Headshot of a woman with glasses in a light gray sweater standing in front of the Hubble display case.

Hannah Daelemans

System Engineer

Hannah Daelemans remembers eyeing a recreation of Leonardo DaVinci’s flying machine at a museum as a child. “I was absolutely convinced it would work,” she recalled. “If I could go in there and take it outside, I could make it work. I found it very annoying that I wasn’t allowed to do that.”

Today Hannah is responsible for ensuring another famous machine stays skybound. As a system engineer for the Hubble Space Telescope, she monitors the fine guidance sensors that assist in pointing the spacecraft. The sensors find and lock onto guide stars to make sure the telescope is accurately looking at an astronomical object and remains steady while collecting data. Hannah keeps an eye on that part of the telescope’s performance to try to catch issues early and helps formulate solutions to problems, or anomalies, when they occur.

“I used to think that the hardest thing a person could do would be to design or operate vehicles in space,” she said. “I’ve come to realize that it’s not the hardest thing, but it is the coolest thing. It’s not rocket science, but it sure is fun.”

Hannah earned a degree in mechanical engineering from the University of Houston, expecting to pursue a career in aeronautics. But while job searching after college, she saw that the Hubble Space Telescope was looking for an engineer who knew the programming language MATLAB, which she had taught for two years. She got the job and began with Hubble in 2019.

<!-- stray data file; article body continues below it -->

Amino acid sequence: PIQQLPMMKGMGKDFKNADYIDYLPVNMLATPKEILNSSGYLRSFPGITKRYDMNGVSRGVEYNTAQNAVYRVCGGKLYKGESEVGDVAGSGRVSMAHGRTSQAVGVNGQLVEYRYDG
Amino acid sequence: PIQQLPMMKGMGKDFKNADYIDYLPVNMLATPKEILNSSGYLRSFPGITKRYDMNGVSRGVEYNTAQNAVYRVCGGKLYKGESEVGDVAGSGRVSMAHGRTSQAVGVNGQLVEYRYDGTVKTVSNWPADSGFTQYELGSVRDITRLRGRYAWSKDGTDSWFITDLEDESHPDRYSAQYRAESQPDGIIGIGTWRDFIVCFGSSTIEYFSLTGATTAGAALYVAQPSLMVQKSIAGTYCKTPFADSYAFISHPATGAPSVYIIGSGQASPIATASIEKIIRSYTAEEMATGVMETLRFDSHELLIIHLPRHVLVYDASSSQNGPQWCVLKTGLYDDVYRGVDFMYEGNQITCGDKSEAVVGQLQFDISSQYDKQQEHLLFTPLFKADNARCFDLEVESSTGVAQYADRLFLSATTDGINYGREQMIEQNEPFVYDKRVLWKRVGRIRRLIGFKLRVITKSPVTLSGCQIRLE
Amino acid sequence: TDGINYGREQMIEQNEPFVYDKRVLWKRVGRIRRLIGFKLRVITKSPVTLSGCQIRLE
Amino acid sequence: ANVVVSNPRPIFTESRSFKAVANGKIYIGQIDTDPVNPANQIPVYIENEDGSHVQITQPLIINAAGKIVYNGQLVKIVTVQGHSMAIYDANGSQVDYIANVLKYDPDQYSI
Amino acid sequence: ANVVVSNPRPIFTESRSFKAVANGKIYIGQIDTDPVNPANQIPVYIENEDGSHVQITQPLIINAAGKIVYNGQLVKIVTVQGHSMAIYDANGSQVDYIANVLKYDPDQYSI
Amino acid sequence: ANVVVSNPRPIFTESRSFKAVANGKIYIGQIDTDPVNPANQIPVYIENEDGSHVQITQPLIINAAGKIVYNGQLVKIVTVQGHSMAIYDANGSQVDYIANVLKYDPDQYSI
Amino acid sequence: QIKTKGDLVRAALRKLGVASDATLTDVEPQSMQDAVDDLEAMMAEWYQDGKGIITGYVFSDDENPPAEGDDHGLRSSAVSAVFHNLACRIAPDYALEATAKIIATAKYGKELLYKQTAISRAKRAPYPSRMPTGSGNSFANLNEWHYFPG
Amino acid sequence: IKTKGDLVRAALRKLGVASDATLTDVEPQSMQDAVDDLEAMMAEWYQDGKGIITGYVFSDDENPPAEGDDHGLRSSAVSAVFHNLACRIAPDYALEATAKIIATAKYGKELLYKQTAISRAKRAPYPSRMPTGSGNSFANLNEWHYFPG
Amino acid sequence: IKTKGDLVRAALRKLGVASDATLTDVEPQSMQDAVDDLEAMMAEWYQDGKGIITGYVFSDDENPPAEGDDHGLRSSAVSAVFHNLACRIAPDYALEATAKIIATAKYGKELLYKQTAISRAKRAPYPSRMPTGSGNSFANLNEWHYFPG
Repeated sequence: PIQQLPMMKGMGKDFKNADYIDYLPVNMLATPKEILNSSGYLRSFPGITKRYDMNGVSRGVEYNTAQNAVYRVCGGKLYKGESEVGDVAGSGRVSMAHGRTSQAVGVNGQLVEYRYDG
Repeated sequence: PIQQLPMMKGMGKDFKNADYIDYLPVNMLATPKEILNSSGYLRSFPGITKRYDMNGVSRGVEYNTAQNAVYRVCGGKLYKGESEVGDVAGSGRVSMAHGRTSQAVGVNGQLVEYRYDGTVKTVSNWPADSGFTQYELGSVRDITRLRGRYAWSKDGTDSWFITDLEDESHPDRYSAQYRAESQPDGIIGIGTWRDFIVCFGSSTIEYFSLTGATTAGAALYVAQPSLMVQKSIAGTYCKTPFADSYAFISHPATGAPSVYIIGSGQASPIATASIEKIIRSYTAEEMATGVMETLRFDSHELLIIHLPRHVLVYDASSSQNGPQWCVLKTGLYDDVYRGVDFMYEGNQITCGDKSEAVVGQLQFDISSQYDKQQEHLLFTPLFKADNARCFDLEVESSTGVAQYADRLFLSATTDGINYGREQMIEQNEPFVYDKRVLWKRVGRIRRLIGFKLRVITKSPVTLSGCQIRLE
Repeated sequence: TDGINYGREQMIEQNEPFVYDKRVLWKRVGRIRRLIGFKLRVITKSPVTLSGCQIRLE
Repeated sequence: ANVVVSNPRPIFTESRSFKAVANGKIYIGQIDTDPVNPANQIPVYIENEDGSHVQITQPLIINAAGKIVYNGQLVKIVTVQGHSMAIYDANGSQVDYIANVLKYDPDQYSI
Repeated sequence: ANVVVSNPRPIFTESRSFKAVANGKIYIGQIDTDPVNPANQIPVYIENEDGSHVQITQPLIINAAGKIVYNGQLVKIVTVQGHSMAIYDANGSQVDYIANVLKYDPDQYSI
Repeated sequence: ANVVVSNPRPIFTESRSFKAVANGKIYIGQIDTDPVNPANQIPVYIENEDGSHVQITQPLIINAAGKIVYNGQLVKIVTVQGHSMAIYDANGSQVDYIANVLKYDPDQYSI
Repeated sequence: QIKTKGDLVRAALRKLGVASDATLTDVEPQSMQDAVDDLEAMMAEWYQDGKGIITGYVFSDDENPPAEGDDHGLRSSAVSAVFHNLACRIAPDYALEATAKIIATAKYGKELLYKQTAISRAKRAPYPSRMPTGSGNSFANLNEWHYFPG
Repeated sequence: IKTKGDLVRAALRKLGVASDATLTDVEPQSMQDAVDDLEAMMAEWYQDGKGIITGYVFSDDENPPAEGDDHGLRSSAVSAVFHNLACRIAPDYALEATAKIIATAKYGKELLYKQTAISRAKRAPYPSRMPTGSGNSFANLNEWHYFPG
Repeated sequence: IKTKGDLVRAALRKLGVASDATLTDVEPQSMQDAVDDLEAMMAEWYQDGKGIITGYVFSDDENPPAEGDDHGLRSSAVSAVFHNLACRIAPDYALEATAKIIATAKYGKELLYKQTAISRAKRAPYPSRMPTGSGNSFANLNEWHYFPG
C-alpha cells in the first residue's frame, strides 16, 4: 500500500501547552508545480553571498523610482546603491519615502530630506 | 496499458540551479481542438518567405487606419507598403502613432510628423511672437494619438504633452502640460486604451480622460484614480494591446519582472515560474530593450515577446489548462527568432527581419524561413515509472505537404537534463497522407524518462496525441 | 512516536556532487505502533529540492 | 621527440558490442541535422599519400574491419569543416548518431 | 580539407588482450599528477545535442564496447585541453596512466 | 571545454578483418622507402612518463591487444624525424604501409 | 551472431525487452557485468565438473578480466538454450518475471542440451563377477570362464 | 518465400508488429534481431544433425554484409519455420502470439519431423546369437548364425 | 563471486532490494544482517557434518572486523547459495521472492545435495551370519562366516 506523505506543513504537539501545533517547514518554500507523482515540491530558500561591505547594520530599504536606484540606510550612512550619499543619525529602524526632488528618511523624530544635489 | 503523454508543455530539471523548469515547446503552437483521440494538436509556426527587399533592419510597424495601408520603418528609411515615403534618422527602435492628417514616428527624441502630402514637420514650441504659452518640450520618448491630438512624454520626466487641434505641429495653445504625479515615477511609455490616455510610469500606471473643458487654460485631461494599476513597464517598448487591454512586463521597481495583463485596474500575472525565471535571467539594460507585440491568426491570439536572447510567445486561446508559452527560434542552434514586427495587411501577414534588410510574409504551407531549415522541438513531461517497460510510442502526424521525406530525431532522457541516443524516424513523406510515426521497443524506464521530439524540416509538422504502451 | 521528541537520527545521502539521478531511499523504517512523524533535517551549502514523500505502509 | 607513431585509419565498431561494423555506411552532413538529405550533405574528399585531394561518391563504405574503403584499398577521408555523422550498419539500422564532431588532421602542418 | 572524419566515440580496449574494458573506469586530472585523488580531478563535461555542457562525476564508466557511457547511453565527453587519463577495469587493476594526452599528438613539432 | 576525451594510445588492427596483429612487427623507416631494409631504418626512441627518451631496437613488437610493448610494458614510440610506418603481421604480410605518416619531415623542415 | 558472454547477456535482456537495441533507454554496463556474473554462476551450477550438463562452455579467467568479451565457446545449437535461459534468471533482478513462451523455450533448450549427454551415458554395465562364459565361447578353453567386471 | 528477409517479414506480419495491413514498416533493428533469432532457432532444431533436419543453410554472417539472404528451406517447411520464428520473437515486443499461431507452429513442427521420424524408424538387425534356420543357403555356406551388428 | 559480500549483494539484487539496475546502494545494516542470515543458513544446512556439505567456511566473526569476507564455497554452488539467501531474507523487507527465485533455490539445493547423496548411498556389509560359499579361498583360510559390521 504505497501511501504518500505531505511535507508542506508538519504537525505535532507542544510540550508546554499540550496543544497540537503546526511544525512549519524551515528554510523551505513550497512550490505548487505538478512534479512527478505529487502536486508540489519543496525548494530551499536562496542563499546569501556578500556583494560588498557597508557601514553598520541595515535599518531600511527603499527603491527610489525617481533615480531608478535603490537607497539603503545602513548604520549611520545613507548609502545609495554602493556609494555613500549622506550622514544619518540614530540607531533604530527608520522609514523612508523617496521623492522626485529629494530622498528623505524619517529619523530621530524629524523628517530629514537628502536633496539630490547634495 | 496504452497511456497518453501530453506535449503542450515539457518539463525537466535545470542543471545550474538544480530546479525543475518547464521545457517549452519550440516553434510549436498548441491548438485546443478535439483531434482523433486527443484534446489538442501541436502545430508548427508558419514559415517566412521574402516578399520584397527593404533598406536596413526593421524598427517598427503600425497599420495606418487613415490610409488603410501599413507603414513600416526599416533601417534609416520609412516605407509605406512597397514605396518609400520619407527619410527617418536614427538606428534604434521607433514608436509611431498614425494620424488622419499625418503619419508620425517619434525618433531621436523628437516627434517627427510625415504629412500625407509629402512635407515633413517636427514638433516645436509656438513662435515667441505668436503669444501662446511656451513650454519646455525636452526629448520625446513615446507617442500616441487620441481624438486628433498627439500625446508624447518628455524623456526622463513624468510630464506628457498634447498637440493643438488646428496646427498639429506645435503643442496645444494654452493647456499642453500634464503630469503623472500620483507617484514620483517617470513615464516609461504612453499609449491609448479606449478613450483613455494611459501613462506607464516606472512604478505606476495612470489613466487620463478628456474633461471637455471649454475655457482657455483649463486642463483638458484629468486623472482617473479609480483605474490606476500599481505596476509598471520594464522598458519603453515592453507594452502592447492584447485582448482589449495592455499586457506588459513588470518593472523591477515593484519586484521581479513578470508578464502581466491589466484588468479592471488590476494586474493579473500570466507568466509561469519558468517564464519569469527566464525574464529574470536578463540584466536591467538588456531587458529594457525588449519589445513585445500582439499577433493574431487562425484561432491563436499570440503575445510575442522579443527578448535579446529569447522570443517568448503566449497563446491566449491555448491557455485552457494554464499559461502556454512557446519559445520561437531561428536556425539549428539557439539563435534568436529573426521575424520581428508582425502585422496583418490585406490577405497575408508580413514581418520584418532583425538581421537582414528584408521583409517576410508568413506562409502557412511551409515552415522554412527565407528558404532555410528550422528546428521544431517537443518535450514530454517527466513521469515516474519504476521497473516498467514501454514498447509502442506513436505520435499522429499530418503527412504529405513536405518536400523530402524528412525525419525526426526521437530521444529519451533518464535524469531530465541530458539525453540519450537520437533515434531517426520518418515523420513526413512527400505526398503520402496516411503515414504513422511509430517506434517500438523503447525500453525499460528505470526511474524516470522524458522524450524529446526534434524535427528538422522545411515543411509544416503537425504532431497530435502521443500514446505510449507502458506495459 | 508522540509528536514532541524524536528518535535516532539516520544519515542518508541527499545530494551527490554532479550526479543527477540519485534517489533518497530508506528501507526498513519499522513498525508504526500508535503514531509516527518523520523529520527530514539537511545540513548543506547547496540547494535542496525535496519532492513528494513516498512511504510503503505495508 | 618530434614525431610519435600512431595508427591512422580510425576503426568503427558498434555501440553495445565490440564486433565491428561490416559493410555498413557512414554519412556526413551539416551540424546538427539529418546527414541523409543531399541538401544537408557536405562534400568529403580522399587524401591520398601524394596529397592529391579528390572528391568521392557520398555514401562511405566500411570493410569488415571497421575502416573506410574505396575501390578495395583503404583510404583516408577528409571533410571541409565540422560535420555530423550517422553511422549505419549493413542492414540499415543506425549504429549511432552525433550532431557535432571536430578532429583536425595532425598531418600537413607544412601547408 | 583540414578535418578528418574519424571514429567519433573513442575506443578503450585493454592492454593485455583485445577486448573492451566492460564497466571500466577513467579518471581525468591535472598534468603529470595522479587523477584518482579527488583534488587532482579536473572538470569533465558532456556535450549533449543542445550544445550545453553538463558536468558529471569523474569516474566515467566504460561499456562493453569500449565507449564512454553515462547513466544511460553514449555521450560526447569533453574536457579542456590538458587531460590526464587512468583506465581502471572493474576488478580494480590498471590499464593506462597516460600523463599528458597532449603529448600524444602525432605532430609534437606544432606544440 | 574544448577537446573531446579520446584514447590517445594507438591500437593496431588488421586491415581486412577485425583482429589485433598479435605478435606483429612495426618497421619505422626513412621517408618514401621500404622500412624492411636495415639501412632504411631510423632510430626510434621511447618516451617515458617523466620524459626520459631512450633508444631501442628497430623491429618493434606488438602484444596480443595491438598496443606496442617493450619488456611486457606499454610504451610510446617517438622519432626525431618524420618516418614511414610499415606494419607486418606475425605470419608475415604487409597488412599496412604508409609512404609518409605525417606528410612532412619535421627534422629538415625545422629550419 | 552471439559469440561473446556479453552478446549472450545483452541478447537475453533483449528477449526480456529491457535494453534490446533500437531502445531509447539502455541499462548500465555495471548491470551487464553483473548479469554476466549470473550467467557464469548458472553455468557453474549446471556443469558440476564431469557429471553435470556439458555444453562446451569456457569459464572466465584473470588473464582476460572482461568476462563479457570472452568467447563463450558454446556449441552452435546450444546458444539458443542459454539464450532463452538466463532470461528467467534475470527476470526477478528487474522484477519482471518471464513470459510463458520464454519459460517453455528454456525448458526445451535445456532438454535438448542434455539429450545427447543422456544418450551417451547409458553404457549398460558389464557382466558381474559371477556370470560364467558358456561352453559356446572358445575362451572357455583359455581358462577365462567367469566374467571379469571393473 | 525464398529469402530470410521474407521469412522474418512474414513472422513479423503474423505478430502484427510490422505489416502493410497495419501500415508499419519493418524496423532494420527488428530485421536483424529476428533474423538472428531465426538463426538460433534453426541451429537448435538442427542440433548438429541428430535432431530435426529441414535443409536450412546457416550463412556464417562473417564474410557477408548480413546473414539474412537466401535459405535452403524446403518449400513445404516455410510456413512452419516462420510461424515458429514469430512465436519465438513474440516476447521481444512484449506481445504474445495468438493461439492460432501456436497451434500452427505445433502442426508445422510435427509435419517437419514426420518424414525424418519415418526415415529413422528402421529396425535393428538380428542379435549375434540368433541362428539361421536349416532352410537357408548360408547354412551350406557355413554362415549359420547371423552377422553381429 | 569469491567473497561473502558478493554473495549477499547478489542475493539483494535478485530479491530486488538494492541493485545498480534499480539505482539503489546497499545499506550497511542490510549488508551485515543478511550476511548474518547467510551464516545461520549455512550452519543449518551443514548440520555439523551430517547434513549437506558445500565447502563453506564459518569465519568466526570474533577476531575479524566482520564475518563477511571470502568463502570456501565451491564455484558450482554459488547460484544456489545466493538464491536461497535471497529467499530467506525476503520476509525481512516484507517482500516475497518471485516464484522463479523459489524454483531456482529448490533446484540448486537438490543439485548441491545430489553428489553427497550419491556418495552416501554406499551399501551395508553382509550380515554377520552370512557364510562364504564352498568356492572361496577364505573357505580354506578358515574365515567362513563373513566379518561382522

“I knew Hubble as this eye-in-the-sky telescope,” she recalled. “It was launched before I was born, it was operating before I was born. It was hard to move from that idea of the telescope as this constant, science-generating machine to the idea of something living, evolving, and needing work and engineering attention.”

But the enthusiasm and passion of the people working on the project brought that reality home, and Hannah quickly grew to appreciate Hubble as its own creature with unique engineering challenges. Her favorite thing about working on the telescope, in addition to the camaraderie of the team, is dealing with anomalies. “Every time something goes wrong, first you get a little burst of adrenaline, a little scared ― ‘What’s going to happen?’ But then it’s a little puzzle box just for you: What happened, why did it happen, what’s going to happen next?”

During her time on Hubble, Hannah has experienced the truth of the saying that there are no stupid questions. “You might be tempted to feel shamed for not knowing something, but if you’ve just graduated it’s your job to not know those answers,” she says. And often, people appreciate that fresh set of eyes on a problem. Asking questions can help inspire new ways of looking at a problem and break through long-held assumptions. “A lot of the time, once you start needling why it’s not done a certain way, you can make people reconsider ― and maybe you can do it that way.”

Hannah encourages new graduates in the field to take related jobs, even if those jobs might not put you where you expected to be. Once you get your foot in the door, you may be able to work your way over to your desired field, she said ― or you might be surprised. “For me, I didn’t know I was passionate about systems engineering ― turns out I was. Lucky for me, it turns out I love what I do.”

A man and a woman standing in the Hubble control center both look concerned regarding the process of switching to backup spacecraft hardware.
July 15, 2021 - NASA Begins Switch to Backup Spacecraft Hardware Today, NASA began a switch to backup spacecraft hardware on Hubble in response to an ongoing problem with its payload computer. This will be a multi-day event. If successful, the next step will be for science instruments to be brought back into operation.
NASA Goddard/Rebecca Roth